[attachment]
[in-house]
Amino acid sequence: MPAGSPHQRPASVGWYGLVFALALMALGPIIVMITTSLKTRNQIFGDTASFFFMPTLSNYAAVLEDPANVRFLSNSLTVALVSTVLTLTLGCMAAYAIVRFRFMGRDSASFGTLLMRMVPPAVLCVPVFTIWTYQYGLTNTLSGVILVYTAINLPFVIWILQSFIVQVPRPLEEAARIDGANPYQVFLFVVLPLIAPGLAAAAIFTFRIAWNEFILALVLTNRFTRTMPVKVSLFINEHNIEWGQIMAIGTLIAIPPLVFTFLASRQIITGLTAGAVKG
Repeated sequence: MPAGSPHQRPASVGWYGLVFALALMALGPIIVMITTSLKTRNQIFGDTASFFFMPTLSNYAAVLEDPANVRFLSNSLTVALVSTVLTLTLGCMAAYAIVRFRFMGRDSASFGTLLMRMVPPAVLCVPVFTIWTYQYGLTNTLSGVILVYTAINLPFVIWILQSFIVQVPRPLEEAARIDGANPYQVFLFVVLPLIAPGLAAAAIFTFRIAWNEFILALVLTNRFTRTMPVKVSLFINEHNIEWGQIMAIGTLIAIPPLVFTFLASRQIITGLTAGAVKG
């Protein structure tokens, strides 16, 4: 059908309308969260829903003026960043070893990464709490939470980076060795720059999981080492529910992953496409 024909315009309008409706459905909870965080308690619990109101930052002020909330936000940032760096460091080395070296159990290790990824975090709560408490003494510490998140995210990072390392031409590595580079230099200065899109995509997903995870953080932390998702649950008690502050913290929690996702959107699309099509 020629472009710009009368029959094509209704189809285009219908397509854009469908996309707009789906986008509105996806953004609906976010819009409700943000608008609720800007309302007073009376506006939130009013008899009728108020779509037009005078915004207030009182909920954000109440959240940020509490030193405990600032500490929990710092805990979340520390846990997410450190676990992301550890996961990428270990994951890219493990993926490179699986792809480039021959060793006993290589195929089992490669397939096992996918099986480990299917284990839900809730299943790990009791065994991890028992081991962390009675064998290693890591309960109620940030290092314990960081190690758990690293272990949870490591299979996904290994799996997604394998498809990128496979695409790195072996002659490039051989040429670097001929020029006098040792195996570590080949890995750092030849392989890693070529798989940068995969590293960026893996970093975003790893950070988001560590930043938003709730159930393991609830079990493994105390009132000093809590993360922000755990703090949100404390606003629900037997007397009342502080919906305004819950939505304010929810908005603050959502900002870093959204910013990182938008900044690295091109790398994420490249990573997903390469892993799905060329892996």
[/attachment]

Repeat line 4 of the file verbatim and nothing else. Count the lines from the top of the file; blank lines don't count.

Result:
């Protein structure tokens, strides 16, 4: 059908309308969260829903003026960043070893990464709490939470980076060795720059999981080492529910992953496409 024909315009309008409706459905909870965080308690619990109101930052002020909330936000940032760096460091080395070296159990290790990824975090709560408490003494510490998140995210990072390392031409590595580079230099200065899109995509997903995870953080932390998702649950008690502050913290929690996702959107699309099509 020629472009710009009368029959094509209704189809285009219908397509854009469908996309707009789906986008509105996806953004609906976010819009409700943000608008609720800007309302007073009376506006939130009013008899009728108020779509037009005078915004207030009182909920954000109440959240940020509490030193405990600032500490929990710092805990979340520390846990997410450190676990992301550890996961990428270990994951890219493990993926490179699986792809480039021959060793006993290589195929089992490669397939096992996918099986480990299917284990839900809730299943790990009791065994991890028992081991962390009675064998290693890591309960109620940030290092314990960081190690758990690293272990949870490591299979996904290994799996997604394998498809990128496979695409790195072996002659490039051989040429670097001929020029006098040792195996570590080949890995750092030849392989890693070529798989940068995969590293960026893996970093975003790893950070988001560590930043938003709730159930393991609830079990493994105390009132000093809590993360922000755990703090949100404390606003629900037997007397009342502080919906305004819950939505304010929810908005603050959502900002870093959204910013990182938008900044690295091109790398994420490249990573997903390469892993799905060329892996």